* Forest Labs FY Q2 EPS 91 cents/share vs 99 cent/shr view
* Earnings shortfall result of one-time milestone payment
* Revenue $1.17 bln vs $1.16 bln view
* Company leaves full-year guidance at $3.60-$3.70/shr
* Shares fall as much as 5 pct; down 2.2 pct at midday
By Toni Clarke
Oct 18 (Reuters) - Forest Laboratories Inc reported fiscal second-quarter earnings on Tuesday that fell short of expectations, sending its shares down as much as 5 percent, though new product launches helped drive an increase in sales.
The company’s net profit fell to $249.8 million, or 91 cents a share in the second quarter ended Sept. 30, from $286.1 million or $1 a share a year ago. Revenue rose 7.3 percent to $1.17 billion. Product sales rose 9 percent to $1.13 billion.
Analysts on average were expecting earnings excluding one-time items of 99 cents a share, according to Thomson Reuters I/B/E/S. They were expecting revenue of $1.16 billion.
“The main source of the bottom-line miss was a $30 million research and development milestone during the quarter, which we estimate impacted quarterly earnings by $0.09,” said Chris Schott, an analyst at J.P. Morgan, in a research note.
Forest stands to lose roughly a quarter of its revenue after its antidepressant Lexapro loses patent protection early next year. The company’s Alzheimer’s disease drug, Namenda, loses patent protection in 2015.
The question for Forest now is whether new products, and those currently in development, can offset the expected losses from patent expirations.
The company launched two new drugs this summer: an antidepressant called Viibryd, and Daliresp, a drug to reduce the risk of exacerbations from chronic obstructive pulmonary disease.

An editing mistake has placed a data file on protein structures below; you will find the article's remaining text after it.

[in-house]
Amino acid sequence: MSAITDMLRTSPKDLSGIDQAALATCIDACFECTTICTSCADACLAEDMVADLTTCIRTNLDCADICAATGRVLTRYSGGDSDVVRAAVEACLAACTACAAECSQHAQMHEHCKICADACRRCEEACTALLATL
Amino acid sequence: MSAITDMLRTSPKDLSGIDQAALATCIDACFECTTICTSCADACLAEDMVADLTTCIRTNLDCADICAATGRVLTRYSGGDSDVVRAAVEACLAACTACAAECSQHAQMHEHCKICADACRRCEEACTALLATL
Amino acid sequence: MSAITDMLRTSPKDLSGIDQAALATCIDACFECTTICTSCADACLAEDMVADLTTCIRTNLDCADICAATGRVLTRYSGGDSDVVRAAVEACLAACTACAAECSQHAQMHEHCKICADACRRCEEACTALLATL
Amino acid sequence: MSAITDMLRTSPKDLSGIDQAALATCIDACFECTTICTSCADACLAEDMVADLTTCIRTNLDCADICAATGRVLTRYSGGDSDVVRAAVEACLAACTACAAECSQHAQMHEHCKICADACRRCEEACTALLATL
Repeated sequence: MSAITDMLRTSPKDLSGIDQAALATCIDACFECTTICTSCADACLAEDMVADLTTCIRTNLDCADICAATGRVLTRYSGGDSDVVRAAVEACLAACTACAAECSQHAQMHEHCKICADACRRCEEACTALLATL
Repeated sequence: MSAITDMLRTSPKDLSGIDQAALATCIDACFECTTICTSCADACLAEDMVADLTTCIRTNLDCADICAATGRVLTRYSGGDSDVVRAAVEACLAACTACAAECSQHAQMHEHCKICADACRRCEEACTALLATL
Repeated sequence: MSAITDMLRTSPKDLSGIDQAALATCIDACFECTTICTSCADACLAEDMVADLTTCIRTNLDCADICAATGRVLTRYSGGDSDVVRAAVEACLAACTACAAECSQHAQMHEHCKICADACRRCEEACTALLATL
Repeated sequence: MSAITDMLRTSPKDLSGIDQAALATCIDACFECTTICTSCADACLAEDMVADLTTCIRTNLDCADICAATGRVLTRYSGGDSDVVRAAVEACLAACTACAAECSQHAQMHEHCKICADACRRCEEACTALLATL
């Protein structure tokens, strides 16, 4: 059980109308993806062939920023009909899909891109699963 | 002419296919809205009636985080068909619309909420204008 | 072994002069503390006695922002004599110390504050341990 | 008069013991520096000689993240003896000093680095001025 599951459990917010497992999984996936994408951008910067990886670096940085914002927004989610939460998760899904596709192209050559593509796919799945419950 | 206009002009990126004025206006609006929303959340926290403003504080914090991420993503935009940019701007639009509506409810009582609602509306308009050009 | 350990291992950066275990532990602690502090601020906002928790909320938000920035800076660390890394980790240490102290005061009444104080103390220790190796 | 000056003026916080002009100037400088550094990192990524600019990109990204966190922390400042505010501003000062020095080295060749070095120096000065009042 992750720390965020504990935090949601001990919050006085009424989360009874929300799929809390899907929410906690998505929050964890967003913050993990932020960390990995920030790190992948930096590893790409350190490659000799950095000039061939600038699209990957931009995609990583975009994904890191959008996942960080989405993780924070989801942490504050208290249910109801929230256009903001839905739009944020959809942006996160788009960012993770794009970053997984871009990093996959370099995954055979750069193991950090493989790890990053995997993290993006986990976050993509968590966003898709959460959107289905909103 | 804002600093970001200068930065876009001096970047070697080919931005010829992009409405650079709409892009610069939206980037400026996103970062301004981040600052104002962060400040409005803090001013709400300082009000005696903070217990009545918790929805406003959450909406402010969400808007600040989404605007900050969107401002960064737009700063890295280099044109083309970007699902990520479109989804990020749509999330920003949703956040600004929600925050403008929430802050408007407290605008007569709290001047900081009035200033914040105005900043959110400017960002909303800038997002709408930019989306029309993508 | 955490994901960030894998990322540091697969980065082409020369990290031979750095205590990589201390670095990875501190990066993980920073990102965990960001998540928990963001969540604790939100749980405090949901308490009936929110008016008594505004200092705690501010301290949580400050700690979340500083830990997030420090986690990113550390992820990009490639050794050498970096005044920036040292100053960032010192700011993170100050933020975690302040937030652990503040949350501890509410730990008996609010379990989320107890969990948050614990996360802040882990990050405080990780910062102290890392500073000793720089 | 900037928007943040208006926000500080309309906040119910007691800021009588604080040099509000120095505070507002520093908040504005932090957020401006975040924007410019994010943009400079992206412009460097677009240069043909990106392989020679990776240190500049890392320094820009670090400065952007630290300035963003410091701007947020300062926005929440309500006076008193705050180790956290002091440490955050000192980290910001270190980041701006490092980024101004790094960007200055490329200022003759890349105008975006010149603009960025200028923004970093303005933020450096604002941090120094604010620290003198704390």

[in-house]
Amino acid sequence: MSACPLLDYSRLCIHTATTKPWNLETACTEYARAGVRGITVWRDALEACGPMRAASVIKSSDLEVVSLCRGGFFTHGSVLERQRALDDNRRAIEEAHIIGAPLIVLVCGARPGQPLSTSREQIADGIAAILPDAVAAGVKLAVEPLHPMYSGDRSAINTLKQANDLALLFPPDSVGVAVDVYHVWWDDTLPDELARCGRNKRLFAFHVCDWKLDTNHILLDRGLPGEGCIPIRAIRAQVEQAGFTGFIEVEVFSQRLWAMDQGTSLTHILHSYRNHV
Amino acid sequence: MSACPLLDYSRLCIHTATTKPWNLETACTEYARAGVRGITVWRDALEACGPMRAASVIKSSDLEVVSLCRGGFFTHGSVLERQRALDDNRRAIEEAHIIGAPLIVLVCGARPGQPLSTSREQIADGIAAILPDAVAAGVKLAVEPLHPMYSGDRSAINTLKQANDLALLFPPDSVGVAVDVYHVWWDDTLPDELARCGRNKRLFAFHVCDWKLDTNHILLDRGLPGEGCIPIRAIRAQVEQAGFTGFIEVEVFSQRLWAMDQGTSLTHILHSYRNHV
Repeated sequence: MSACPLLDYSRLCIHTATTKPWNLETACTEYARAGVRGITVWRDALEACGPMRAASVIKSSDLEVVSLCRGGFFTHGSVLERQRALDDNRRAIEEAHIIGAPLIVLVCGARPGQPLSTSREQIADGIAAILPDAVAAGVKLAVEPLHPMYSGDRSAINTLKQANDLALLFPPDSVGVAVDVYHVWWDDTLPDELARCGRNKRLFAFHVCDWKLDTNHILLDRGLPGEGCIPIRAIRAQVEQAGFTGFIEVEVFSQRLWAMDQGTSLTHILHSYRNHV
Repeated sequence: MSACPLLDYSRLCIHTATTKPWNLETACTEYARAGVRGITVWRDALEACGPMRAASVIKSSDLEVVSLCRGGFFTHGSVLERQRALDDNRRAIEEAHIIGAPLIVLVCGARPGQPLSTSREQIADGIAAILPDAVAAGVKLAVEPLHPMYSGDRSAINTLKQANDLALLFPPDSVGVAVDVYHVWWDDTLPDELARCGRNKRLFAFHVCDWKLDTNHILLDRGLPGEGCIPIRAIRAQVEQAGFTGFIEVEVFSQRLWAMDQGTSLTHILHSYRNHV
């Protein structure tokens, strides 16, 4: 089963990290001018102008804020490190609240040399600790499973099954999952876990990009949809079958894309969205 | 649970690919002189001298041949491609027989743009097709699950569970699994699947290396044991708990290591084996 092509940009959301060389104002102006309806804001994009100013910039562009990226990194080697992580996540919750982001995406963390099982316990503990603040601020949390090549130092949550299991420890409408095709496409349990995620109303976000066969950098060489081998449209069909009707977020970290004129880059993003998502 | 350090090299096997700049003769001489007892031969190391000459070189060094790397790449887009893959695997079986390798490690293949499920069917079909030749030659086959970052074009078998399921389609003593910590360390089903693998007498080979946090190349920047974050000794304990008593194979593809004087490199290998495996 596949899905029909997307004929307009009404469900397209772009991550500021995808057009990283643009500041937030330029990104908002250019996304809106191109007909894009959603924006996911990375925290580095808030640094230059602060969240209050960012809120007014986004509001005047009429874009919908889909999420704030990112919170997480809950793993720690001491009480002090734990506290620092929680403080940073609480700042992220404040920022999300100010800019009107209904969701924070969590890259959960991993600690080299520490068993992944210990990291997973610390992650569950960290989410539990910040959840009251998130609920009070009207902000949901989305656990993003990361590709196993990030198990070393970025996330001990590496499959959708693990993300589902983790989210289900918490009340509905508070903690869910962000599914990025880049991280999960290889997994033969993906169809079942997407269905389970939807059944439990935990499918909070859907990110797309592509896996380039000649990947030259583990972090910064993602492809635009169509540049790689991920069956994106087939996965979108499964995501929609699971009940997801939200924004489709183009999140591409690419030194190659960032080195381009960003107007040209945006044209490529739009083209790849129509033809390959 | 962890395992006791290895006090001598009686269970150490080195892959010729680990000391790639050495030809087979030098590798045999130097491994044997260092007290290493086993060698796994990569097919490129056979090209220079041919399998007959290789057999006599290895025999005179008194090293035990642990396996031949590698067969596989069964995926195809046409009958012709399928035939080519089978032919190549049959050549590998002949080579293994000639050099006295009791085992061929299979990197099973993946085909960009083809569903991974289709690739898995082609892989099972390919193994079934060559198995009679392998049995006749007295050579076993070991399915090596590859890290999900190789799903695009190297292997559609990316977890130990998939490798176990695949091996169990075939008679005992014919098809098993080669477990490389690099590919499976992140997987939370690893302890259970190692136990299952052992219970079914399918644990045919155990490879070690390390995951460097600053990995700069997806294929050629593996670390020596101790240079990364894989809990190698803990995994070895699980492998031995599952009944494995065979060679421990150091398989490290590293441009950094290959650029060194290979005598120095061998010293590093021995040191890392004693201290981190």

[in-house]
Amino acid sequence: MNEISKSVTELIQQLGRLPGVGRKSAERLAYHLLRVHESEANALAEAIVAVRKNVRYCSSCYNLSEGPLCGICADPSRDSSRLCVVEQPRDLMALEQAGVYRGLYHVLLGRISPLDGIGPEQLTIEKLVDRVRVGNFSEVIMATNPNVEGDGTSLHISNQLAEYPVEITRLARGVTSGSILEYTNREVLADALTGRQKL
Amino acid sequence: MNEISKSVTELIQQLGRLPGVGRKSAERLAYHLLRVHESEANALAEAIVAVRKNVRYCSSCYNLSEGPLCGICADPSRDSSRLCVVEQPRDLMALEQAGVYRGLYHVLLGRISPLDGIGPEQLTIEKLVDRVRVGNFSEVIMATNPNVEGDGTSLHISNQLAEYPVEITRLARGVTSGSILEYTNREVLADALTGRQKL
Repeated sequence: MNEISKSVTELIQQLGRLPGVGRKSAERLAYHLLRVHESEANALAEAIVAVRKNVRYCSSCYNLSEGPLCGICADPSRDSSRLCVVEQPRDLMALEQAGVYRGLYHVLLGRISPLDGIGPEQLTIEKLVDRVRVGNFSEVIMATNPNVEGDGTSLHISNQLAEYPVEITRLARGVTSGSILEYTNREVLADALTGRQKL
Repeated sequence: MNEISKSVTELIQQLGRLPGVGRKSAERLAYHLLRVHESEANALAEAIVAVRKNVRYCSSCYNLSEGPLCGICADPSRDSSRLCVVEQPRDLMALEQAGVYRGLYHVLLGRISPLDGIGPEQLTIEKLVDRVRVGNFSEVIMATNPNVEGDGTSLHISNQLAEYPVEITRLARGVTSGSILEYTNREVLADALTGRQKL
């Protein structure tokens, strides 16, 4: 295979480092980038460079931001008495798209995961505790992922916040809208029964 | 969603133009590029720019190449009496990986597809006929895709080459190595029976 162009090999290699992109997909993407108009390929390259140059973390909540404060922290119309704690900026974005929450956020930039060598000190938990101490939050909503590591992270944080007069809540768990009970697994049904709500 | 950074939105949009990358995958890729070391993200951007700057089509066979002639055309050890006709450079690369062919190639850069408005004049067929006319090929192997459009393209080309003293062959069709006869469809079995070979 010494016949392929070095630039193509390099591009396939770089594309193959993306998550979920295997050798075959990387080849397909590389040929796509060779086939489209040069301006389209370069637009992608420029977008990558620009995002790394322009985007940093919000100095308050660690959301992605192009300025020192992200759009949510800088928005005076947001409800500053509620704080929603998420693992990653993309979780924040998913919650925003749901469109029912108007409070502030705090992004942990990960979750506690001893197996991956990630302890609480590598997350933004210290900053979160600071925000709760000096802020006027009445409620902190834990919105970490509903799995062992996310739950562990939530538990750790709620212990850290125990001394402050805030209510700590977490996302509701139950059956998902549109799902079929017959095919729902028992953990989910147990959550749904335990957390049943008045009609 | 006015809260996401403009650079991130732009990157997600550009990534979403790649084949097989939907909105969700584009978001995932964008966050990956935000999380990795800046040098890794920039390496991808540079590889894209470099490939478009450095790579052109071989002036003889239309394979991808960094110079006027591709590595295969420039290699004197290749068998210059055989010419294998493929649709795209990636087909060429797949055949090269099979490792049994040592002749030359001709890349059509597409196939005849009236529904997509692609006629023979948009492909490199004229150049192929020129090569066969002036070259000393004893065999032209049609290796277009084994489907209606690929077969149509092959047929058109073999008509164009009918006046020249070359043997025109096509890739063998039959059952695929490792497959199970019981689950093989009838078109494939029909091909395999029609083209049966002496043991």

Sales of Viibryd in the quarter were $5.3 million. Sales of Daliresp were $1.2 million.
Lexapro sales were $596.1 million in the latest quarter compared with $569.3 million a year ago. Sales of Namenda rose 8.6 percent to $336.8 million.
“Revenue for Lexapro and Namenda were better than expected in the quarter, while the remainder of the company’s portfolio posted in-line results,” said Schott. “While early, Viibryd sales were modestly above our expectations and Daliresp sales were modestly below.”
The company’s focus in its launch of Daliresp is educating physicians, the company’s chief financial officer, Frank Perier, told investors on a conference call.
Unlike most products to treat COPD, which are inhaled, Daliresp is a tablet.
“The educational process will take time,” Perier said, adding that the feedback from physicians on Daliresp and Viibryd has so far been positive.
Selling, general and administrative expenses for the quarter were $388.7 million compared with $316.4 million in the year-ago period, as the company spent to support its new products.
Sales of Teflaro, an intravenous antibiotic that was launched in March generated sales of $5.3 million. The drug is used to treat acute skin infections and community-acquired bacterial pneumonia.
During a recent proxy battle with activist investor Carl Icahn, which Forest won, the company told investors it is aiming for 10 percent compound annual sales growth between 2013 and 2017. It said it aims for adjusted earnings per share growth over the same period of 30 percent.
On Tuesday, Perier reiterated those goals, and noted the figures are based on the company’s products it has in-house today. They do not include any potential acquisitions or additional share repurchases.
Earlier this month Forest and its partner Gedeon Richter of Hungary, reported positive results from a late-stage clinical trial of their experimental drug to treat mania associated with bipolar disorder.
The company said it still expects earnings per share for the fiscal year ending March 31, 2012 will be in the range of $3.60-$3.70 a share.
Analysts are expecting full-year earnings of $3.76 a share excluding items, and full-year revenue of $4.49 billion.
Forest’s shares were down 2.2 percent at $31.42 at midday on the New York Stock Exchange, off an earlier low at $30.49.